Tuesday, June 07, 2005

Rupture and Reconstruction, again.

Eleven years ago Rabbi Dr. Hayyim Soleveitchik (or Dr. Grach, as someone cleverly calls him) published an article in Tradition 28:4(1994):64-131 called Rupture and Reconstruction: The Transformation of Contemporary Orthodoxy. Judging by the amount of buzz it generated at the time (or so it seems; I was still in high school and not really clued into things like that) and the constant appearance of this article in footnotes ever since, it seems that Rupture and Reconstruction can rightfully be called seminal.

The piece attempted to explain current trends in Orthodoxy in light of the Holocaust as the seminal "rupturing" event in the Jewish world, followed by its "reconstruction" to make the Jewish world of today. Soleveitchik's premise is that pre-Holocaust Orthodoxy was of
mimetic in character. Jews knew how to behave as Jews by learning in the home. No one, except for a scholarly elite, thought about tzitzis, for example. No one wondered what the correct size was. One wore tzitis, shoin. One thousand years of settlement in a place will do that to a society. Then the world was destroyed.

Following the Holocaust, Soleveitchik argues, there has been a (really radical) shift to an Orthodoxy that is not mimetic, but one that gets its norms from texts. Which is not to say that Jews didn't look into halakha seforim before 1945 or anything like that. But the specific issue that he raises to illustrate his point, that of shiurim is illuminating. Basically, before WWII the issue of what is the proper size of a kizayos (and how it pertains to, say, matzah) didn't exist. One knew exactly how much matzah to eat. Every year since you could remember you attended your family seder. Your father ate matzah. His father was their too, or his father-in-law. Everyone knew how much to eat.

In the 18th century it was discovered by certain rabbis that there is good reason to believe that the shiurim are in error, namely because halakhic tradition had it that a kizayos (olive) is half that of a kibeitza (egg). That is demonstrably not the case. Be that as it may, it seems that no one thought about it until the 18th century. Then you had certain rabbis who argued that it must be that "our" olives are smaller than olives in Talmudic times and they advocated a larger, precautionary shiur. The Gra may have eaten more and maybe his students did too, but by and large the issue was roundly ignored. Until the Chazon Ish wrote about it in about 1940. He advocated, basically, a shiur approximately twice that of what was then considered a kizayos. Following the war, as anyone who has any experience in the yeshiva world knows, the Chazon Ish's shiur has basically become the norm. It no longer matters that your fsther, say, doesn't eat that much matzah. Azoy shteit the Chazon Ish. Three thousand years of Jews eating too little matzah is no deterrent; we will eat more otherwise we are not yotze!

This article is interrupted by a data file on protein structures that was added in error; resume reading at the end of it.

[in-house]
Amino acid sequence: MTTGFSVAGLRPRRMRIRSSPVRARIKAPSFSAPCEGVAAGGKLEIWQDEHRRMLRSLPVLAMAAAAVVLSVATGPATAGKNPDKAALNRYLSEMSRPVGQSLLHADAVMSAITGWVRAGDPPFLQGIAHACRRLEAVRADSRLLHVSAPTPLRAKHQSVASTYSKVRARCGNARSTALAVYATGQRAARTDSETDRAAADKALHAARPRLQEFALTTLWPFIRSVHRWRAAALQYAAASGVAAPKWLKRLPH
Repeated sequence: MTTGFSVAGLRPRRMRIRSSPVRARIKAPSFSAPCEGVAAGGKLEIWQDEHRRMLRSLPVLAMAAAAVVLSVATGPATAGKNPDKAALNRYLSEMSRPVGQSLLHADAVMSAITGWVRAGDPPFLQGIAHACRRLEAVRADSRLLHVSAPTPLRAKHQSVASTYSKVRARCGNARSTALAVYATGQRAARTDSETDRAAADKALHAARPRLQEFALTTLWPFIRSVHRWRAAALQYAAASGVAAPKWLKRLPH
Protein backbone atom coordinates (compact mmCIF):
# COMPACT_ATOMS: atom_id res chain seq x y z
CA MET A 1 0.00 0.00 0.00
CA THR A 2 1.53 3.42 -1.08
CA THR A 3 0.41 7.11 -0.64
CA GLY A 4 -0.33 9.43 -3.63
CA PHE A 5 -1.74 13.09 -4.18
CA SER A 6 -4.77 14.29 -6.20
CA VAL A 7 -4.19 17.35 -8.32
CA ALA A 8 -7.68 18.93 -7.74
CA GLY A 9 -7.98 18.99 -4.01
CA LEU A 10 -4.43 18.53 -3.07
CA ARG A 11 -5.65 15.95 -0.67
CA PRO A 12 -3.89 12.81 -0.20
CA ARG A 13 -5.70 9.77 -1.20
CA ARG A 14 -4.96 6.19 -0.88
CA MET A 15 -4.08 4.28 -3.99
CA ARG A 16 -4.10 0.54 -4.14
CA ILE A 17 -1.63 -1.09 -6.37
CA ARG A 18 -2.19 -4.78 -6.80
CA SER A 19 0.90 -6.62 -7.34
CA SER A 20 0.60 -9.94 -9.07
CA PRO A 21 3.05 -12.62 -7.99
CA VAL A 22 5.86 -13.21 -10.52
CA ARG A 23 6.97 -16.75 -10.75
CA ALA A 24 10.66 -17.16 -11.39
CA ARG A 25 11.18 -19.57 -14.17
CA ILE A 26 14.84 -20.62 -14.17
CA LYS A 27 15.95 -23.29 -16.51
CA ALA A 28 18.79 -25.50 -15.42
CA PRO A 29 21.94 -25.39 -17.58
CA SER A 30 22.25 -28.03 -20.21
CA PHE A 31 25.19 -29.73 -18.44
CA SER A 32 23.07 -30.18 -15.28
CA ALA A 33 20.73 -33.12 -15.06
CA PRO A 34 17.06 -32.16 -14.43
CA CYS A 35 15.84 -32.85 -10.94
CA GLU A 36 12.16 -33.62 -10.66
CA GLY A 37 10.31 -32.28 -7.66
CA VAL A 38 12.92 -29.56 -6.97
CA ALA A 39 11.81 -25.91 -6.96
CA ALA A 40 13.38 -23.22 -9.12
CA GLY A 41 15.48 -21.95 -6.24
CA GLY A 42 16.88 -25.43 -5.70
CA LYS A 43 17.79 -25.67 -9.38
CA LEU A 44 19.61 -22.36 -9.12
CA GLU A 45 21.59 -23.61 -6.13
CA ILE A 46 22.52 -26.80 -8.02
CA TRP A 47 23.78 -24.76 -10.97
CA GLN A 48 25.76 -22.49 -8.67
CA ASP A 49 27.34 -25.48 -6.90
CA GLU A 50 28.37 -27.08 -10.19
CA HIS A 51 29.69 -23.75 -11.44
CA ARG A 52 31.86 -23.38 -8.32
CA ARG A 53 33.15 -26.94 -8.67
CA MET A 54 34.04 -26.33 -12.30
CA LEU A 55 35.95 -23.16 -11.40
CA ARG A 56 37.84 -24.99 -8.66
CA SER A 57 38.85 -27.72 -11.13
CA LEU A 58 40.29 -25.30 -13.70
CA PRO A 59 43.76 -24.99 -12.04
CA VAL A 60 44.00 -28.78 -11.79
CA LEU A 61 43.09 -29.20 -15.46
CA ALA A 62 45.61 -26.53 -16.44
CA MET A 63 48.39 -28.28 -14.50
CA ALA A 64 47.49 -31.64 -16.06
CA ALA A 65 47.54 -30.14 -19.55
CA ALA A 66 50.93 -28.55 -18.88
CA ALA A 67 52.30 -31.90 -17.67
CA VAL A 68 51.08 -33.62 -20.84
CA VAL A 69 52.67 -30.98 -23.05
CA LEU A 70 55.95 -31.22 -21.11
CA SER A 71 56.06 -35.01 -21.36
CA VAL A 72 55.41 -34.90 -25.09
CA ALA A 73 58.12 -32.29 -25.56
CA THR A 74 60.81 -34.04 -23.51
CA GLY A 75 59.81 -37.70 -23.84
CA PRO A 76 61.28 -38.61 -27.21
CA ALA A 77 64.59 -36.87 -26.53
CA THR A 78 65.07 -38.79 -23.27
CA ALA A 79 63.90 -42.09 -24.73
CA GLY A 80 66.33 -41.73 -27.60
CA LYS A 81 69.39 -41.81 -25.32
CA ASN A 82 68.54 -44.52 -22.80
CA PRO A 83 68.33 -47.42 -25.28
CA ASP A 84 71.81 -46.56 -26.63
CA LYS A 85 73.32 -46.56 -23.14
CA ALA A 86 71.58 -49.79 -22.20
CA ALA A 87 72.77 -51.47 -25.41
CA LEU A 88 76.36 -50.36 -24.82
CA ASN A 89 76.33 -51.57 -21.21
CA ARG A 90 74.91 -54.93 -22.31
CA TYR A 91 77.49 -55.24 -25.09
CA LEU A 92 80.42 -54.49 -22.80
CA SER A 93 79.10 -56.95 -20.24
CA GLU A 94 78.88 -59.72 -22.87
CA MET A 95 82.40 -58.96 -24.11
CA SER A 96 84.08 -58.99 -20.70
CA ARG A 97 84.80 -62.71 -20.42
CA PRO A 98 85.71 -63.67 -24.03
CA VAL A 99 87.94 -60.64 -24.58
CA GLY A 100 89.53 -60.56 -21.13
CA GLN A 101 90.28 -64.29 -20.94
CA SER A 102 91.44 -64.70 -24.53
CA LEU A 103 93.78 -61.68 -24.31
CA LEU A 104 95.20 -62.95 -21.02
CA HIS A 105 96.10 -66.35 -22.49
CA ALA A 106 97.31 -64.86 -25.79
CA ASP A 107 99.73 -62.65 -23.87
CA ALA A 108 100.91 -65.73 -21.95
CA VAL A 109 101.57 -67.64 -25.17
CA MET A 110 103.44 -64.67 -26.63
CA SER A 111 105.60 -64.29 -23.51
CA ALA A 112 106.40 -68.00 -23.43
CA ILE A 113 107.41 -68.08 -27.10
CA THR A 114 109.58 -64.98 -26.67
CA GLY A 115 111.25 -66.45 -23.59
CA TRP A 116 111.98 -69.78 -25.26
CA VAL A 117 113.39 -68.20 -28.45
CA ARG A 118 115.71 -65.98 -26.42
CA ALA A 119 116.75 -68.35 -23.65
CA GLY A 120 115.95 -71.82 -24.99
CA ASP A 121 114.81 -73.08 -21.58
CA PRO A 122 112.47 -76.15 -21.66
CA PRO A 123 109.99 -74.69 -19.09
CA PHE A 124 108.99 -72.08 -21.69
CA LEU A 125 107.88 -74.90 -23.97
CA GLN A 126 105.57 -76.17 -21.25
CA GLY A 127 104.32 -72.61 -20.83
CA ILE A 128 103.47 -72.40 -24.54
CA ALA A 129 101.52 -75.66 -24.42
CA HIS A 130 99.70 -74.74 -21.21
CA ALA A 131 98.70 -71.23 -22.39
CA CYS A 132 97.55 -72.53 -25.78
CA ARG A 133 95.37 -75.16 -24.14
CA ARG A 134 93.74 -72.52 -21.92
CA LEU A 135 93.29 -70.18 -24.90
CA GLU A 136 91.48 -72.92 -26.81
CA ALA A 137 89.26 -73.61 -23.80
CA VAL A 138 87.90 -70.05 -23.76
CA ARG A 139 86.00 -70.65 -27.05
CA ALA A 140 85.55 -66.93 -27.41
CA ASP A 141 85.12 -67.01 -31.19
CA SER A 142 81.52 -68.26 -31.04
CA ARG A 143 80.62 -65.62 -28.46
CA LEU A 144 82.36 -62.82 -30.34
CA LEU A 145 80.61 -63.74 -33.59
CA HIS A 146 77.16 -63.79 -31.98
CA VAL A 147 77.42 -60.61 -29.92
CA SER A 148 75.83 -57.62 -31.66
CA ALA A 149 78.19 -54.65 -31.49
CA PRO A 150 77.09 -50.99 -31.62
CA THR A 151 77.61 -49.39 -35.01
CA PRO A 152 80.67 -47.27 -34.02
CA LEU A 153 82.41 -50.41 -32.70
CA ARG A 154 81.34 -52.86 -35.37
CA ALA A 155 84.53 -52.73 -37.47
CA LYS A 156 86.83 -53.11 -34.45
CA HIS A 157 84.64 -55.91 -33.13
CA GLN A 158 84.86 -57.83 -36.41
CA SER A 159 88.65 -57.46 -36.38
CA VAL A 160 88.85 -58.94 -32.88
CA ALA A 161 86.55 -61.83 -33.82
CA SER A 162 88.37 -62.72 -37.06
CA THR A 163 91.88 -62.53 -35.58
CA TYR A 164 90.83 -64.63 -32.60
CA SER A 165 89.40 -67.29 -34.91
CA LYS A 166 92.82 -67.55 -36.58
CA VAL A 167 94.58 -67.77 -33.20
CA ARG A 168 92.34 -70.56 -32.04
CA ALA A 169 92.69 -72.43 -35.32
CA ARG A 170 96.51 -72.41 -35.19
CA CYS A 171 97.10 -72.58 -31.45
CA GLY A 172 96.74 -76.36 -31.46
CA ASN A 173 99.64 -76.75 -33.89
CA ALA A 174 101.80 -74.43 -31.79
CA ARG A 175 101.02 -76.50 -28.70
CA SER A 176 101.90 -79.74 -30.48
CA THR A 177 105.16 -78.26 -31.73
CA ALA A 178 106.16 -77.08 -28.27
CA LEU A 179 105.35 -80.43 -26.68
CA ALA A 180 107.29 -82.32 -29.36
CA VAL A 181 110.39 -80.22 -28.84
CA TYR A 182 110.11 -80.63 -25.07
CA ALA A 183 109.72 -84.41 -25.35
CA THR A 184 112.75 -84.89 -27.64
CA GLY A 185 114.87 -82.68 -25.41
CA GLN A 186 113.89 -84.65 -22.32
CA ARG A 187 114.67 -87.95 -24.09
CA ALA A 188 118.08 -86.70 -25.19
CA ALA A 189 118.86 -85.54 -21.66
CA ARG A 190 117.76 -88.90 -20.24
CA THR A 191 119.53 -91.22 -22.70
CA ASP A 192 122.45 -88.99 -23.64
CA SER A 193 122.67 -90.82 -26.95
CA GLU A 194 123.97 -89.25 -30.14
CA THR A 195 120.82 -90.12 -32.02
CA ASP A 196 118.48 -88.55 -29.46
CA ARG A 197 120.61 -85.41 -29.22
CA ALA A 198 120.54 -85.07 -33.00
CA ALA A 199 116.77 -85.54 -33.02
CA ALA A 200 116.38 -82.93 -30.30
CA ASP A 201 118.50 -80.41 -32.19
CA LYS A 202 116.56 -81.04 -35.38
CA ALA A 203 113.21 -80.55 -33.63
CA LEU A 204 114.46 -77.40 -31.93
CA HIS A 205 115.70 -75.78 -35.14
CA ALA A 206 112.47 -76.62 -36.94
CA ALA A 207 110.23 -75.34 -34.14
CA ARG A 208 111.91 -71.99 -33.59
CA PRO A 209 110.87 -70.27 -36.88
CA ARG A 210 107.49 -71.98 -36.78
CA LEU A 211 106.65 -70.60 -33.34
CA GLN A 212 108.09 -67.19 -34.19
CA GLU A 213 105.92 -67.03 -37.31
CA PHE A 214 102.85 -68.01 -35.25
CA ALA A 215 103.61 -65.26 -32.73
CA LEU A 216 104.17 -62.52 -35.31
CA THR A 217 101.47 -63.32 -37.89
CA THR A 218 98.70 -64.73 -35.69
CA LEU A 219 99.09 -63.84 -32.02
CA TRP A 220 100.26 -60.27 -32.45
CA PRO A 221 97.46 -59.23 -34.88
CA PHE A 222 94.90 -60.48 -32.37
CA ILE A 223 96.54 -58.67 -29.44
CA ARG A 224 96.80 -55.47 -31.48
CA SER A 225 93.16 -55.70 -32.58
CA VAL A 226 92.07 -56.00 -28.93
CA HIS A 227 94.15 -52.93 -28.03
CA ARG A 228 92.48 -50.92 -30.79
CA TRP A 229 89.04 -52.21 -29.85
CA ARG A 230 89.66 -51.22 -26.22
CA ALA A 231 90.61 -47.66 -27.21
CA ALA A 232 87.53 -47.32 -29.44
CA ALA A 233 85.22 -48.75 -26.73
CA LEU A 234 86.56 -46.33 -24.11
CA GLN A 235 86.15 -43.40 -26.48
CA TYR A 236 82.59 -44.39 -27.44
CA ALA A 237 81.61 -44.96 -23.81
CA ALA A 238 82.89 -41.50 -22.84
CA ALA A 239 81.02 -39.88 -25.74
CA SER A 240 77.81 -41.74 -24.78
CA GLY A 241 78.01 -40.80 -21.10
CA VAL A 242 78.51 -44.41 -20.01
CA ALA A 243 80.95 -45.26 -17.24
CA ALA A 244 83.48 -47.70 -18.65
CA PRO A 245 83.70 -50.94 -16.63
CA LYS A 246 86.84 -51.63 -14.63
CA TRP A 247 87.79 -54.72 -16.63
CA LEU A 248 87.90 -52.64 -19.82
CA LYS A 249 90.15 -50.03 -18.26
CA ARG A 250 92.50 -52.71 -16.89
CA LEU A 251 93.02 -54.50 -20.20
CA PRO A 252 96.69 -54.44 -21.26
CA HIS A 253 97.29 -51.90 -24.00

Rupture and Reconstruction is not a judgement piece (i.e. disapproving the phenomenon) as some people think it is. It may well be that the Chazon Ish is right in his conclusion, despite what our ancestors ate. It only describes what has occurred in Orthodoxy.

The Holocaust was of such scale and produced such upheaval that afterwards there was basically a possibility of total reinvention. And that is what happened. An example is when American roshei yeshiva from Slobodka were able to reinvent the European yeshiva here in America as they wanted it to be, rather than what it may have actually been.

Everyone should read the article. It seems to describe so much of post-war Orthodoxy and explain it.

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